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As 'Distracted Driving Summit' Gets Going, Let's Be Honest About Texting

A driver uses a cell phone, Tuesday, Sept. 8, 2009, in Freeport, Maine. (AP Photo/Robert F. Bukaty) i i

Perhaps pulling off the road would be a good idea? Robert F. Bukaty/AP hide caption

itoggle caption Robert F. Bukaty/AP
A driver uses a cell phone, Tuesday, Sept. 8, 2009, in Freeport, Maine. (AP Photo/Robert F. Bukaty)

Perhaps pulling off the road would be a good idea?

Robert F. Bukaty/AP

Many, many people who have cars and cell phones have done it at least once: Read or sent a text message while driving.

Such "distracted driving" killed about 6,000 people last year, the Department of Transportation says.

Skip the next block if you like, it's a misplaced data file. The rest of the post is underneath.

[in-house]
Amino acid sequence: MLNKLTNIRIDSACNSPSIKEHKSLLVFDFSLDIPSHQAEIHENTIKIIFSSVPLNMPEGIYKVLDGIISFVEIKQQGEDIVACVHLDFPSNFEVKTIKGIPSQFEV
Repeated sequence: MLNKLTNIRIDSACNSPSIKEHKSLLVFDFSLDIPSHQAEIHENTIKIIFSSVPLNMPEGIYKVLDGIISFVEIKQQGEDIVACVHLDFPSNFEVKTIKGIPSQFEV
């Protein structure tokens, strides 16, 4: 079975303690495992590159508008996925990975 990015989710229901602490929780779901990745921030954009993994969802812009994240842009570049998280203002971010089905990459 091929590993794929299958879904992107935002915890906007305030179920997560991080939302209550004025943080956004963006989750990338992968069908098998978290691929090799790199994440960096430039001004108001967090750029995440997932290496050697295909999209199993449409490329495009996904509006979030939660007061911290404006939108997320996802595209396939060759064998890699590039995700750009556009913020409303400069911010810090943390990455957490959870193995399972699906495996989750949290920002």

Today, as NPR's Liz Halloran reports and as Morning Edition's Steve Inskeep previewed, the Department of Transportation tries to make distracted driving as much of a public issue as drunk driving has become.

The department hosts a "distracted driving summit" that it will webcast and live-blog here. Things get going at 9 a.m. ET.

We asked back in July about whether Two-Way readers use their cellphones while driving. Nearly 60% of the 1,192 who responded admitted they did.

Now, we wonder:

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